Ryan Johansen Q&A: Nashville fans have 'incredible passion,' Predators can still be a top team

"... coming to a good team that was on a playoff run and had a decently successful postseason? It was electrifying," Ryan Johansen said. "It was a breath of fresh air." AP Photo/Mark Humphrey

NASHVILLE -- A year ago this week, Ryan Johansen played his first game for the Nashville Predators His arrival marked the first of two seminal trades executed by Nashville GM David Poile during a seven-month span that would rock the hockey world and forever change the complexion of three franchises.

Although it was overshadowed by the sheer star power of the Shea Weber-for-P.K. Subban deal in June, it's fair to argue that Nashville's acquisition of Johansen, the first franchise center to don a Predators jersey, for standout young defenseman Seth Jones stands as the most important transaction in the team's history. In 42 games with Nashville, Johansen racked up 34 points (eight goals, 26 assists) and tallied eight more points (including four goals) in 14 playoff games.

But in spite of high expectations for both Johansen and his team in 2016-17, Nashville sits outside the playoff bubble at the season's midpoint. Johansen, 24, leads the team in scoring (with 29 points including 22 assists), but it's clear that the Predators are expecting more from him -- as they are from the rest of the lineup -- so that they can produce the kind of meaningful playoff success that has thus far eluded them. Nashville has never advanced beyond the second round.

"Ryan is very young. That's the first thing," Poile told ESPN.com in a recent interview. "He has elite ability. He's got tremendous hockey sense and vision. The sky's the limit. And I think we're seeing some progress. But I think we're just scratching the surface of where his game is going."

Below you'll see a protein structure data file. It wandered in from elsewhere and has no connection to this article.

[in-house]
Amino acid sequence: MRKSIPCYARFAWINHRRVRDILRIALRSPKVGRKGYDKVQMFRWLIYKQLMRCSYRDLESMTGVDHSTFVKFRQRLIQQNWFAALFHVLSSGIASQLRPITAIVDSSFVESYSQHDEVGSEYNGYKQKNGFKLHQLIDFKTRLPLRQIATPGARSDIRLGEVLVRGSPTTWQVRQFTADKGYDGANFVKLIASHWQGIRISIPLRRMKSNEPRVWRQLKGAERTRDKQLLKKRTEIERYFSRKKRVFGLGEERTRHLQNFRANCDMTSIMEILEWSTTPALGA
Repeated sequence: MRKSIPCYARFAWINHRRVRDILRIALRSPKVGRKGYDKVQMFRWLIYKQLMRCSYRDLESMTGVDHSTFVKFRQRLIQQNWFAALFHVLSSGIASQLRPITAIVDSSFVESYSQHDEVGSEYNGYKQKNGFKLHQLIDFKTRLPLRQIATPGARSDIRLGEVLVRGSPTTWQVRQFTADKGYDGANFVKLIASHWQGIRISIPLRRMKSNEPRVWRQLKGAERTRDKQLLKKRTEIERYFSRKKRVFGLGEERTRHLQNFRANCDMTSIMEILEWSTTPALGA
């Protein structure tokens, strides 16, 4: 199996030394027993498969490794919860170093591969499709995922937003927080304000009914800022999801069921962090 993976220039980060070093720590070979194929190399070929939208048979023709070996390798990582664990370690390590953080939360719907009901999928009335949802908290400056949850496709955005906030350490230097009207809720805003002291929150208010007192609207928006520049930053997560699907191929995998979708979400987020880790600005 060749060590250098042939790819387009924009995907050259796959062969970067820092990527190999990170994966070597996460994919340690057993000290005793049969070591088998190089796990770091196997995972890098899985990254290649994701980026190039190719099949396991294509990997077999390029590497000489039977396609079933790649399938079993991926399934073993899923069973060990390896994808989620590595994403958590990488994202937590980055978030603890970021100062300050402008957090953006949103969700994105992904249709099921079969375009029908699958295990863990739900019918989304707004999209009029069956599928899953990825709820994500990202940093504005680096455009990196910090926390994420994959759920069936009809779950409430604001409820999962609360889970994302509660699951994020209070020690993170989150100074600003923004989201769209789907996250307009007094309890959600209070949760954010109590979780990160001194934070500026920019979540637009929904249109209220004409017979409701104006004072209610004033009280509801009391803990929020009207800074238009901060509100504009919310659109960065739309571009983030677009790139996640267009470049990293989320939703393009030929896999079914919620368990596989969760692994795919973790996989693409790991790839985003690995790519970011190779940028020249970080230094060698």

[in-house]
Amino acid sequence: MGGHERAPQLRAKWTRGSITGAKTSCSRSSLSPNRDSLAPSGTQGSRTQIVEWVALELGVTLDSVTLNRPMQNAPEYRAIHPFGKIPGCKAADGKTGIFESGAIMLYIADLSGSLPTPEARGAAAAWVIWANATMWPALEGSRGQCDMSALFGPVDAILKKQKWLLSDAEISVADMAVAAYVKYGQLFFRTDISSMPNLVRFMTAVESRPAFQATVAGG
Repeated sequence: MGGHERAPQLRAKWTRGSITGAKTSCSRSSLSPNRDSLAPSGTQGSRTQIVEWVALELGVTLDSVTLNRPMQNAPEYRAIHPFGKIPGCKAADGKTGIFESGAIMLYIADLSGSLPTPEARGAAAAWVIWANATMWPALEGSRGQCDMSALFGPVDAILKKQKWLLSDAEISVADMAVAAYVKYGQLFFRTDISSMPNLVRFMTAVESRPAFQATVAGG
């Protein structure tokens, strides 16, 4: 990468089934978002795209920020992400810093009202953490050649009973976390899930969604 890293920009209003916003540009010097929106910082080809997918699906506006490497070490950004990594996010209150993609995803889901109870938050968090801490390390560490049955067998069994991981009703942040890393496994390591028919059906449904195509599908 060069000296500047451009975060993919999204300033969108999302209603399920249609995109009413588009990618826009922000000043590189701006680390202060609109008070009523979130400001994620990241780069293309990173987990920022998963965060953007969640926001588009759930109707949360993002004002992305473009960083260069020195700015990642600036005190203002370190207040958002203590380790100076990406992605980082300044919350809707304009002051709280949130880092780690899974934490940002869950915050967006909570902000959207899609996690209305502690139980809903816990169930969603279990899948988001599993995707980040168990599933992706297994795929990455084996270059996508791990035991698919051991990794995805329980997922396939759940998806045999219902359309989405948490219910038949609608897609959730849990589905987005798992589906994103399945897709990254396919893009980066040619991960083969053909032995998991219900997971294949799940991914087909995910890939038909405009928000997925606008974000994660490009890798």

I recently spent time with Johansen over lunch in the Nashville players' lounge. We talked about what it was like to be traded in the middle of the season, how the Predators can overcome their growing pains and why he is wowed by the "passion" of Nashville's fans.

ESPN.com: You're coming up on the anniversary of being traded to Nashville. What was that experience like?

Johansen: There'd been a lot of talk going on. I got a call from Jarmo [Columbus Blue Jackets GM Jarmo Kekalainen]. He asked me if I'd come over to the rink. I lived right beside the rink, so I ripped over there quickly. All of management was there, sitting upstairs. We actually had a great talk. We were sitting there for probably 20, 30 minutes. We had a really good relationship. They were appreciative of the work I did, and I was appreciative of them for giving me a chance to play there. I was pretty thankful for that [talk]. They could have just called me and said, "Hey, your plane is taking off in an hour, so see you."

ESPN.com: I was in Columbus recently visiting Seth Jones at his apartment. He said, "You know who lived here before? Ryan Johansen."

Johansen: That's awesome.

ESPN.com: As it turns out, you know Seth pretty well. Did you have much conversation at the time of the trade -- or since?

Johansen: I have a charity golf tournament every summer, and I was going through my list of [numbers]. This is when I was still with Columbus. Who would come? Who should I call? So I call Jonesy and ask, "Hey, buddy, would you want to come out?" He said, "Yeah, I'll be there, 100 percent." We're hanging out. He's coming out and supporting my tournament.

Six months later -- boom! -- we're getting traded for each other. He lands and comes off the jet coming from Nashville to Columbus, and then I'm going back on that jet going to go to Nashville. So I see him walk off the plane, and we hug and say, "Wow, how crazy is this?" And then we ended up just sitting there at the airport, shooting the s--- for a while. We probably talked for a half hour, 40 minutes. And then on we went.

ESPN.com: Were you mad or sad, or were you like, "Let's move on?"

Johansen: It definitely wasn't anger or frustration or anything like that. I don't know how to explain this. I was disappointed, I guess, just because, on a performance level, I wasn't playing to my capabilities that year. We're in the business of winning. Our team was really struggling, [so] they had to do something. We knew change was coming.